EU migration 'should be looked at'
The Government should look at making it harder for European Union migrants to come to United Kingdom and claim benefits, Prime Minister David Cameron says.
There are fears that thousands of migrants from Romania and Bulgaria could arrive in the UK next year once transitional arrangements set up when the two countries joined the EU in 2007 come to an end.
Speaking to Andrew Marr on the BBC, Mr Cameron said ministers would now look at making it harder for migrants from the EU to come to Britain and claim benefits or access free health care on the NHS.
Mr Cameron said: "Clearly, one of the key reasons for being a member of the European Union are what are called the key freedoms - the movement of goods, the movement of services, the movement of people.
"There are restrictions already on the movement of people if you have, for instance, an emergency. Should we look at arguments about should it be harder for people to come and live in Britain and claim benefits? Yes, frankly, we should - so there are areas even in the free movement of people where we might want to make changes.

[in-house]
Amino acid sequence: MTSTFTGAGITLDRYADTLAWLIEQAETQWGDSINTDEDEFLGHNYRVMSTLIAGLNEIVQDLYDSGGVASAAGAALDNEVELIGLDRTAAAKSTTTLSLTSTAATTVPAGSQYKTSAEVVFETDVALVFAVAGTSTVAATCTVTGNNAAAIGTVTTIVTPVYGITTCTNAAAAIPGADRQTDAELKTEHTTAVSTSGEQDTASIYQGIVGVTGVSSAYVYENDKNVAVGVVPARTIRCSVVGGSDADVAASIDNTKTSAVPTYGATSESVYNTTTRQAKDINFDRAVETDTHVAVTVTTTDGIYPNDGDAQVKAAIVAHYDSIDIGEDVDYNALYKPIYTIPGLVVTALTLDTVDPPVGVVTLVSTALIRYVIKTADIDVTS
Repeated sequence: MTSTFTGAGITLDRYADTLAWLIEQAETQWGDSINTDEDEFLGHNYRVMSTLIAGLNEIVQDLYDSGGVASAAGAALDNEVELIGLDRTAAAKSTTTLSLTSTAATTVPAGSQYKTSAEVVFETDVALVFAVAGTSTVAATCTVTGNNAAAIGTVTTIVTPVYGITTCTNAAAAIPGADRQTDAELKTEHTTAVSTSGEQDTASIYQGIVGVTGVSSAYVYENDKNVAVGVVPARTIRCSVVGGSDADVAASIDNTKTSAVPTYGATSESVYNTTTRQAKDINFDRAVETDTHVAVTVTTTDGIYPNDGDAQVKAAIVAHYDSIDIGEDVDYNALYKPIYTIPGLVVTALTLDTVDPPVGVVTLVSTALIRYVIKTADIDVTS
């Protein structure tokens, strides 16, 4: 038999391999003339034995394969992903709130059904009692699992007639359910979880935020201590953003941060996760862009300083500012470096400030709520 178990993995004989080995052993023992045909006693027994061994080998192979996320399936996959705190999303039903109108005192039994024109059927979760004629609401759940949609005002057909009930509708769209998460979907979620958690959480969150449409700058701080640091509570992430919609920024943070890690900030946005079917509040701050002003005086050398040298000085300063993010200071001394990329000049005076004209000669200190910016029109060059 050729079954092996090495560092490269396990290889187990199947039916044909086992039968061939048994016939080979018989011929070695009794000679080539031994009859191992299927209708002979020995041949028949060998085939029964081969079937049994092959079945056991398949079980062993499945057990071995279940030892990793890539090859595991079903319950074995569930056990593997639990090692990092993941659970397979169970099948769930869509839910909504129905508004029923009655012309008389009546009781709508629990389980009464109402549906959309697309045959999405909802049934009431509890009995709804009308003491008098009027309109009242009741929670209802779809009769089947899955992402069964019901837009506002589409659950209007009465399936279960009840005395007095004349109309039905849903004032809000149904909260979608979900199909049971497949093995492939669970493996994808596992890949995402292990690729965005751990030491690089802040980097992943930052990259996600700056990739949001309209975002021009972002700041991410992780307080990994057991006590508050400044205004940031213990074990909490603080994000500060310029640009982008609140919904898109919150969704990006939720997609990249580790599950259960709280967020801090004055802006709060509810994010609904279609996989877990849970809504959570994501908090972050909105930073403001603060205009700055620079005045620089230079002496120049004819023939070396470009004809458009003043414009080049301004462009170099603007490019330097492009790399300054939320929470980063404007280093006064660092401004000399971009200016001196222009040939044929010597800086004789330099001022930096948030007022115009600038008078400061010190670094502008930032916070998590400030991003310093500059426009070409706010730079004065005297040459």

"We have got this balance of competencies review but all of these areas should be carefully looked at."
Speaking ahead of a key speech later this month in which he will outline his stance on Europe, Mr Cameron said that voters will be offered a "real choice" about the UK's membership of the EU.
But there would be no in-out referendum, which has been demanded by senior eurosceptic Tories and the UK Independence Party (Ukip).
Mr Cameron added: "There is going to be a large negotiation in Europe. When I became Prime Minister, people said to me 'Don't worry, the one thing you won't have is any treaty changes in Europe'.
"I think we have already had three. One we vetoed so we aren't involved in at all... and we have had two others. People should be in no doubt that the Conservatives will be offering at the next election a real choice and a real way giving consent to that choice."